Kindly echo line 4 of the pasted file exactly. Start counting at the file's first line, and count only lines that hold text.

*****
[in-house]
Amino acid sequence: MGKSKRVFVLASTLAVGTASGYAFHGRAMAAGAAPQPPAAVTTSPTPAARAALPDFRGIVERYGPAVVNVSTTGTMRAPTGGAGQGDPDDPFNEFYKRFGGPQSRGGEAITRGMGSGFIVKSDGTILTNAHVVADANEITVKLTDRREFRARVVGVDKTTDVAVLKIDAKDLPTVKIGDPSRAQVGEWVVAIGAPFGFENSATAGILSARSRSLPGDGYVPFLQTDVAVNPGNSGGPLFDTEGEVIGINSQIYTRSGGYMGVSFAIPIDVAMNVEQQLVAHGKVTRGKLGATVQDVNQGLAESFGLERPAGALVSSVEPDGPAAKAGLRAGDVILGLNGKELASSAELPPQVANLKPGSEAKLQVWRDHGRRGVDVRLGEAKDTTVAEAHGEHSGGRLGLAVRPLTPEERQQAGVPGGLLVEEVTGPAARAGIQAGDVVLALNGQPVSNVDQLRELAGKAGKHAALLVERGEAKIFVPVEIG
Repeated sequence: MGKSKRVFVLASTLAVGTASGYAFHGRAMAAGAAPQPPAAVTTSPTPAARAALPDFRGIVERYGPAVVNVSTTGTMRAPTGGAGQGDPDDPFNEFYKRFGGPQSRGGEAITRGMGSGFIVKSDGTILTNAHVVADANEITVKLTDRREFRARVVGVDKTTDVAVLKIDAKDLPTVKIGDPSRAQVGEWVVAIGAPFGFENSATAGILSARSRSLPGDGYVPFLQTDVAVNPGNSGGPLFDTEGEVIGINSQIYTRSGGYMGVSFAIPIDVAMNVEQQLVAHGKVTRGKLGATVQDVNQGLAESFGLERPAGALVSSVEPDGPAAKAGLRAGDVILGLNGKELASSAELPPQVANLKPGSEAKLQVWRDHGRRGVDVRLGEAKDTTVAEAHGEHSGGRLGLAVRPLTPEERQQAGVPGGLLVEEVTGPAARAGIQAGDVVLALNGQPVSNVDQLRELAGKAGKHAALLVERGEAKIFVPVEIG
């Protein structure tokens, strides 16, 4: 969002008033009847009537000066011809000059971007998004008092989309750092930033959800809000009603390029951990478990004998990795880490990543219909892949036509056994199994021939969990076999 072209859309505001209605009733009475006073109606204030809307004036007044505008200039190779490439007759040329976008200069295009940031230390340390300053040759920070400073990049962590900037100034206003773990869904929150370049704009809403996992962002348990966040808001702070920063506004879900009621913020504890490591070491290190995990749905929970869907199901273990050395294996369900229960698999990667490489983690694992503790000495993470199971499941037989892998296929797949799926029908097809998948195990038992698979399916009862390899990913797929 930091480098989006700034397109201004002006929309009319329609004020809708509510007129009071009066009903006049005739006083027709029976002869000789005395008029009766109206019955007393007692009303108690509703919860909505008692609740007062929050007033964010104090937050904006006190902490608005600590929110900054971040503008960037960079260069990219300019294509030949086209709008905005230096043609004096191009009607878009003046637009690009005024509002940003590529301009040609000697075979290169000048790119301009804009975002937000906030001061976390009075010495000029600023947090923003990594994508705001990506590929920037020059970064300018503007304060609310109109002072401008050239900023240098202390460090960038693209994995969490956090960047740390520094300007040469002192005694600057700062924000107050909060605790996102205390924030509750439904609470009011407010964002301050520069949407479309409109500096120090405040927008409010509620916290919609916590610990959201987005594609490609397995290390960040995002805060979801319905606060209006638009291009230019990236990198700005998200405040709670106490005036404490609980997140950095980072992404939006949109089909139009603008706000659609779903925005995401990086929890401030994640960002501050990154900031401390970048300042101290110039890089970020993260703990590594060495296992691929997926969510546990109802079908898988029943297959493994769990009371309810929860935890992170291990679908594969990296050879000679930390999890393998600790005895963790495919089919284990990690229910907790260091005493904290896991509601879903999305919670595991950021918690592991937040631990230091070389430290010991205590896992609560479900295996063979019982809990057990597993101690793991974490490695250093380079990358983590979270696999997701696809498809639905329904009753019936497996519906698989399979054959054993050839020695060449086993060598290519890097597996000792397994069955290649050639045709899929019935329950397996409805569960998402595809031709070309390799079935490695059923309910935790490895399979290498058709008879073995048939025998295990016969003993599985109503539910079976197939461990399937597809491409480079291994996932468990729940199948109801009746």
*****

């Protein structure tokens, strides 16, 4: 969002008033009847009537000066011809000059971007998004008092989309750092930033959800809000009603390029951990478990004998990795880490990543219909892949036509056994199994021939969990076999 072209859309505001209605009733009475006073109606204030809307004036007044505008200039190779490439007759040329976008200069295009940031230390340390300053040759920070400073990049962590900037100034206003773990869904929150370049704009809403996992962002348990966040808001702070920063506004879900009621913020504890490591070491290190995990749905929970869907199901273990050395294996369900229960698999990667490489983690694992503790000495993470199971499941037989892998296929797949799926029908097809998948195990038992698979399916009862390899990913797929 930091480098989006700034397109201004002006929309009319329609004020809708509510007129009071009066009903006049005739006083027709029976002869000789005395008029009766109206019955007393007692009303108690509703919860909505008692609740007062929050007033964010104090937050904006006190902490608005600590929110900054971040503008960037960079260069990219300019294509030949086209709008905005230096043609004096191009009607878009003046637009690009005024509002940003590529301009040609000697075979290169000048790119301009804009975002937000906030001061976390009075010495000029600023947090923003990594994508705001990506590929920037020059970064300018503007304060609310109109002072401008050239900023240098202390460090960038693209994995969490956090960047740390520094300007040469002192005694600057700062924000107050909060605790996102205390924030509750439904609470009011407010964002301050520069949407479309409109500096120090405040927008409010509620916290919609916590610990959201987005594609490609397995290390960040995002805060979801319905606060209006638009291009230019990236990198700005998200405040709670106490005036404490609980997140950095980072992404939006949109089909139009603008706000659609779903925005995401990086929890401030994640960002501050990154900031401390970048300042101290110039890089970020993260703990590594060495296992691929997926969510546990109802079908898988029943297959493994769990009371309810929860935890992170291990679908594969990296050879000679930390999890393998600790005895963790495919089919284990990690229910907790260091005493904290896991509601879903999305919670595991950021918690592991937040631990230091070389430290010991205590896992609560479900295996063979019982809990057990597993101690793991974490490695250093380079990358983590979270696999997701696809498809639905329904009753019936497996519906698989399979054959054993050839020695060449086993060598290519890097597996000792397994069955290649050639045709899929019935329950397996409805569960998402595809031709070309390799079935490695059923309910935790490895399979290498058709008879073995048939025998295990016969003993599985109503539910079976197939461990399937597809491409480079291994996932468990729940199948109801009746």